The man called Kang the Conqueror has been a pharaoh, a villain, a warlord of the space ways, and even—on rare occasions—a hero. Across all timelines, one fact seemed absolute: Time means nothing to Kang the Conqueror. But the truth is more complex. Kang is caught in an endless cycle of creation and destruction dictated by time and previously unseen by any but the Conqueror himself. A cycle that could finally explain the enigma that is Kang. And a cycle that begins and ends with an old and broken Kang sending his younger self down a dark path… Check out all 12 covers now before the release on August 18th!

Donny Cates and Ryan Stegman announce Kids Love Chains Press and the series Vanish

During their recent live stream, the popular creative duo of Donny Cates and Ryan Stegman announced a new creator-owned project and imprint. Kids Love Chains Press (KLC Press) will be released in some unknown way hinting at an “unprecedented way to interact with the” upcoming project. Revealed was some artwork and the first series Vanish. Vanish is an ongoing series.

Cates and Stegman are coming off their popular run on Venom moving into creator-owned work together.

More information will be coming in July or August but for now check out some of Stegman’s artwork below with inks by JP Mayer, and colors by Jason Keith.

Check out the video below with the reveal at the 51 minute mark and features more artwork.

Review: King in Black #5

King in Black #5

King in Black #5 is the big finale to Marvel’s latest event as Venom finally faces off with Knull. In what felt like a bit of a one-sided affair, Venom mops the town up with Knull. Possessing the Enigma Force makes Eddie Brock Knull’s equal. Even more so, he’s equipped with a weapon made of the Silver Surfer’s board and Mjolnir. It all ends with everything being hunky-dory for everyone, save Eddie, who now appears to be the new King In Black.

You know…I wanted to dislike this so much. There’s something about Donny Cates’ writing that is so enjoyable and yet, some of his work seriously feels like a child who gets to do whatever with his action figures…and I mean that in a positive way. King in Black did really feel like all the power was with Venom, leaving Knull pretty weak, but it all just works. It’s not perfect. I’m not sure how I feel about Venom more-or-less wielding Mjolnir but for what it’s worth, this was a really fun read, spotlighting a character I normally care very little for and leaving me with a newfound appreciation for Venom. I thought the dialogue is great. Knull is one of those pompous characters that has never known defeat so seeing someone like that get taken down is pretty much a guaranteed enjoyable moment.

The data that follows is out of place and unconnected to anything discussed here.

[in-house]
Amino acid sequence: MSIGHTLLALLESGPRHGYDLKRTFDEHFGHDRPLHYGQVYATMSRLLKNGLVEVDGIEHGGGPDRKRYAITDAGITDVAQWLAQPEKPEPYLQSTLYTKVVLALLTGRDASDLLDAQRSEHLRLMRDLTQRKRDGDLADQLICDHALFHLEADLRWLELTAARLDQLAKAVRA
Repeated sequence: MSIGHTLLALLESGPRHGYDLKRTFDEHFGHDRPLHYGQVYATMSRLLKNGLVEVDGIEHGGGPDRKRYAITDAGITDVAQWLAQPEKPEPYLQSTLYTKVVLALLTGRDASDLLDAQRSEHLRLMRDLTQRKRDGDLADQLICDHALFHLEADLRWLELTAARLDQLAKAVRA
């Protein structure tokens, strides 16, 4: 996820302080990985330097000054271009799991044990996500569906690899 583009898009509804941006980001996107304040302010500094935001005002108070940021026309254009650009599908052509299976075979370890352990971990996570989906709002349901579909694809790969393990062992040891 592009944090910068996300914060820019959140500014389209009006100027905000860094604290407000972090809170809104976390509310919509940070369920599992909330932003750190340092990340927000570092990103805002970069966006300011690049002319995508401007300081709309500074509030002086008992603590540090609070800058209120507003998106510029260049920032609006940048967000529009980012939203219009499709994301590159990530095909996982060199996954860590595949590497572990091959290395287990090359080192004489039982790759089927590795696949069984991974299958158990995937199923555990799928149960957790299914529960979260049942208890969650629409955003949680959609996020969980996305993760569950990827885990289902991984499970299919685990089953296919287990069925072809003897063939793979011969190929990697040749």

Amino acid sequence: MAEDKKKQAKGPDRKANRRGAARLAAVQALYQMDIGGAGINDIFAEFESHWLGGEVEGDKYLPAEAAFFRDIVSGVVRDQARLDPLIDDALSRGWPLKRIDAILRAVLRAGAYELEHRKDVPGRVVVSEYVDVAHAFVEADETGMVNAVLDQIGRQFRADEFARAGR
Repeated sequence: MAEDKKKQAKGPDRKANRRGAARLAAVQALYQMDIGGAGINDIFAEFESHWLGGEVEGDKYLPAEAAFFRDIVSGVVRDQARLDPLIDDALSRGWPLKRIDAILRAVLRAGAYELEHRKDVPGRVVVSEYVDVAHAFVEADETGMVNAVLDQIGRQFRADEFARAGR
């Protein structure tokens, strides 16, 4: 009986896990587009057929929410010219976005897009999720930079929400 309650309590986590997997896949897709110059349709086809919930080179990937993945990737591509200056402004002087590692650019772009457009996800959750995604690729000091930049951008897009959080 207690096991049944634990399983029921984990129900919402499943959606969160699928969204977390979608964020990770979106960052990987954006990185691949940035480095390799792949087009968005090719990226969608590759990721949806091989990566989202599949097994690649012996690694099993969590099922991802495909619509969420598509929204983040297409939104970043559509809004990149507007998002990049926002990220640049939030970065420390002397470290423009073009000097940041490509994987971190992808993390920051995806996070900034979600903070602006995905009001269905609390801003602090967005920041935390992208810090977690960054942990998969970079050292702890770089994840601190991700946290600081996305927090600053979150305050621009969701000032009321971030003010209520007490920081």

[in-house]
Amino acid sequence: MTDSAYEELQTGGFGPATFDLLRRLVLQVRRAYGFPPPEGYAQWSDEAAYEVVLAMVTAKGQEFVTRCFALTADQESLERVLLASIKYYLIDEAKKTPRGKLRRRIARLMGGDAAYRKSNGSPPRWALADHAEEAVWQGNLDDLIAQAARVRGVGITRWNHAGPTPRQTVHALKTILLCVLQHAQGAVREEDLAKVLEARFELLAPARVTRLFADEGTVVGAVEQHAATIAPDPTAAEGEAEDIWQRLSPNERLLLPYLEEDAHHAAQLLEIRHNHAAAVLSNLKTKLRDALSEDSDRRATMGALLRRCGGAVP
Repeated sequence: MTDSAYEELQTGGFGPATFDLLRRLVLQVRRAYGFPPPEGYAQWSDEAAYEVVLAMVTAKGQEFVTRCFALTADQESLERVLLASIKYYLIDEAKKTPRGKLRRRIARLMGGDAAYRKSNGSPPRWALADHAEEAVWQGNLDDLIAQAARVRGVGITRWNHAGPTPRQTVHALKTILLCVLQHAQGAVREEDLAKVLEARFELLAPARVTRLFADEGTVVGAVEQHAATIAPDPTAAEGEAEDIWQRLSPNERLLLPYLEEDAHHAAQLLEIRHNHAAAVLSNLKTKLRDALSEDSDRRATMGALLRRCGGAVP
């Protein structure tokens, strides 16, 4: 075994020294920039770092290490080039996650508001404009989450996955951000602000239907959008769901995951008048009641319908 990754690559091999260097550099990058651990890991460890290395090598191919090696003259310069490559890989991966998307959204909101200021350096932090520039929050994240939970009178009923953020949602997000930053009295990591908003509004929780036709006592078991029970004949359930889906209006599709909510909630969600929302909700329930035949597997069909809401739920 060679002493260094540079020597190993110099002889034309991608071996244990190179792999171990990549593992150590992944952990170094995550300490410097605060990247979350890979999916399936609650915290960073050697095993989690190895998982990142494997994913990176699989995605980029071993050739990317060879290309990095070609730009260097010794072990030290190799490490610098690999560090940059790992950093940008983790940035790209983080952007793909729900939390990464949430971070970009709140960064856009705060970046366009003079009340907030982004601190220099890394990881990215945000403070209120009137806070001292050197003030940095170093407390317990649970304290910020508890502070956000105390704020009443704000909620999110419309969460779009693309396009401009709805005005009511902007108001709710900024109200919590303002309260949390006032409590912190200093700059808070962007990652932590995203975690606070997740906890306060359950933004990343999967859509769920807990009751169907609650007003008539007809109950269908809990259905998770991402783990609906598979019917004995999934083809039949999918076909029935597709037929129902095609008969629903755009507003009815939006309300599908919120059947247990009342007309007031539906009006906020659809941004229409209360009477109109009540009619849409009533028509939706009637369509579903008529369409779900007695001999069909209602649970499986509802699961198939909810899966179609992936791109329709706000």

On the artistic side, Ryan Stegman really put a lot into every page. I felt the layouts stood out to me in a really unique way and the colors really pop. And if I can bring attention to one thing that I like about his art, I feel that he does a good job of conveying emotion on a character’s face. Knull looked really fierce and sinister. Venom just looked awesome.

King in Black #5 was a total package of fun and excitement, coupled with some really cool art. I’m not huge on Marvel or DC events but my overall feeling is that this one ended up being fun while also bringing a lot of stuff that Cates has worked on at Marvel to a head. As far as Venom goes, King in Black serves as a good exclamation point on a really great run for the character. Not sure if it’s worth the cost of admission but I think you’d like what you would read.

Story: Donny Cates Art: Ryan Stegman
Ink: JP Mayer, Ryan Stegman Color: Frank Martin, Jason Keith Letterer: Clayton Cowles
Story: 8.0 Art: 8.0 Overall: 8.0

Marvel provided Graphic Policy with a FREE copy for review


Purchase: comiXology – Amazon – Kindle – Zeus Comics – TFAW

Review: King in Black #5

King in Black #5